Thursday, 25 April 2013


Past relationships; for example within the family, in school, with church etc and most importantly parents and carers, will play a powerful role in forming the way you are as a person. You will be the person you are because of the swings and roundabouts from your childhood. Once you are an adult it takes courage and insight to recognise that you are the builder of your own personality, and to own that you are in charge of your own destiny.

However, remember that you are who you are because of what you observed within your family system. You do what you do mainly because you made decisions as a child and these decisions will be about yourself; for example you may have decided that you are ‘stupid’ or that ‘you are not loveable’. You may have decided that other people ‘don’t care about you’ or ‘that others cannot be trusted’. This we call low self esteem. You may have high self esteem in other areas and not in others.
Perhaps you have decided the world is an unsafe place and view life as frightening or dangerous. These decisions will have affected the way you then behave, think and feel in relation to the world around you.  

If in order to get on in lifeyou may have decided it would be best not to let others know aspects of yourself. Hidding your own sense of worthlessness. Finding the inner resources to protect and take care of yourself in all sorts of difficult situations, this is your defence to protect yourself from any future hurt.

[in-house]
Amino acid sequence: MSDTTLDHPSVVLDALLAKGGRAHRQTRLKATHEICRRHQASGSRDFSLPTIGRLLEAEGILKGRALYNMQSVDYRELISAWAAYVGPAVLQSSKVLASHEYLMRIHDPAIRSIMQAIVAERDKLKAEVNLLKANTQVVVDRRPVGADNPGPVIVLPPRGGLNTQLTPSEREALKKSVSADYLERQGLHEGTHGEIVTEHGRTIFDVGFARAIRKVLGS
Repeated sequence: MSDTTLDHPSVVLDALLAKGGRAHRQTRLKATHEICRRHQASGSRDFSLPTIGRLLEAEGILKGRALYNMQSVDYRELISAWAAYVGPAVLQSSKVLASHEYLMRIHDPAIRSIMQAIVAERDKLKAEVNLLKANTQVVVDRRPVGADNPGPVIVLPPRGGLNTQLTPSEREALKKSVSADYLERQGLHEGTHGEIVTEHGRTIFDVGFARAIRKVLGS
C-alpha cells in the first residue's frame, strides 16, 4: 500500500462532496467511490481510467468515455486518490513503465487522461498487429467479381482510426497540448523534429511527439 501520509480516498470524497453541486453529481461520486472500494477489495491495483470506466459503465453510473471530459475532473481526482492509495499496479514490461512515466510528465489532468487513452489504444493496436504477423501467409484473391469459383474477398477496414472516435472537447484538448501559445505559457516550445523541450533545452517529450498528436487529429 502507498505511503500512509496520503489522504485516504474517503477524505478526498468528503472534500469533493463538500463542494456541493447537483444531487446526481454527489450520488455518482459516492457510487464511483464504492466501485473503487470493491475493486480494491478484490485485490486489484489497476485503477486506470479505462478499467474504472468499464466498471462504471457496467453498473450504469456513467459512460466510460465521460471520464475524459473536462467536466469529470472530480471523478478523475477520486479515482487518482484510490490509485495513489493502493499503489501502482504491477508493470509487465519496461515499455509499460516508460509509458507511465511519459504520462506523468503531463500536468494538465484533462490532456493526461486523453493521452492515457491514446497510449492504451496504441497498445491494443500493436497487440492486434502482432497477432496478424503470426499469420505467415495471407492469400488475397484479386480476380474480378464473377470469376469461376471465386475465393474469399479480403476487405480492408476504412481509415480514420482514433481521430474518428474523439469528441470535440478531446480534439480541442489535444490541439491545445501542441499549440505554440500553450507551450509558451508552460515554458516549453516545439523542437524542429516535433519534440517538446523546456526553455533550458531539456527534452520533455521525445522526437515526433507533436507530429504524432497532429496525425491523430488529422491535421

The bad news is those decisions made in order to self protect, in the long term could likely be self destructive and damaging to both yourself and your relationships in the here and now. The good news is you can change and you can redecide. You can broaden your view of yourself, change the way you see others and the world around you. In other words you can shift from a limited view of life to a great wide open walkway full of choices.   

In order to improve your relationships with others you must first understand yourself. You must also learn the meaning of love and Intimacy. 

When I considered writing about love and Intimacy in relationships I instinctively linked them together without thinking why. I suppose up until formulating ideas for a book I had unconsciously identified them as the basic concept in any relationship. However there is a difference. Love conjures up some kind of emotional attachment, whereas intimacy is a sharing or a closeness of the mind and spirit.

Love is to have a great attachment to and affection for another. To have a passionate desire, longing and feeling for another. It is an intense longing or emotion; it’s a feeling of warmth, fondness and regard for the other person, place or thing. 

Love is also about compassion, a deep understanding and acceptance, with love we show concern and empathy for whatever the other is experiencing in the moment to moment interaction and it is a sense of belonging and concern in that moment and generally. I see love as an intelligent energy that wants and seeks unity and pulls towards that unity. 

As far as intimacy is concerned it is a close and warm friendship or a deep understanding personal relationship and it is characterised by…

A close or warm personal relationship, a sharing of deep individual and private moments, and it's having a profound and unusual knowledge of the other or sharing something that is intrinsic.

It is also a way for people to come together and express authentic feelings without holding back. Intimacy could be seen as a merging of oneself with the other, not in the engulfing sense but in the contact sense in any moment when two or more people are seeking to share with other/s.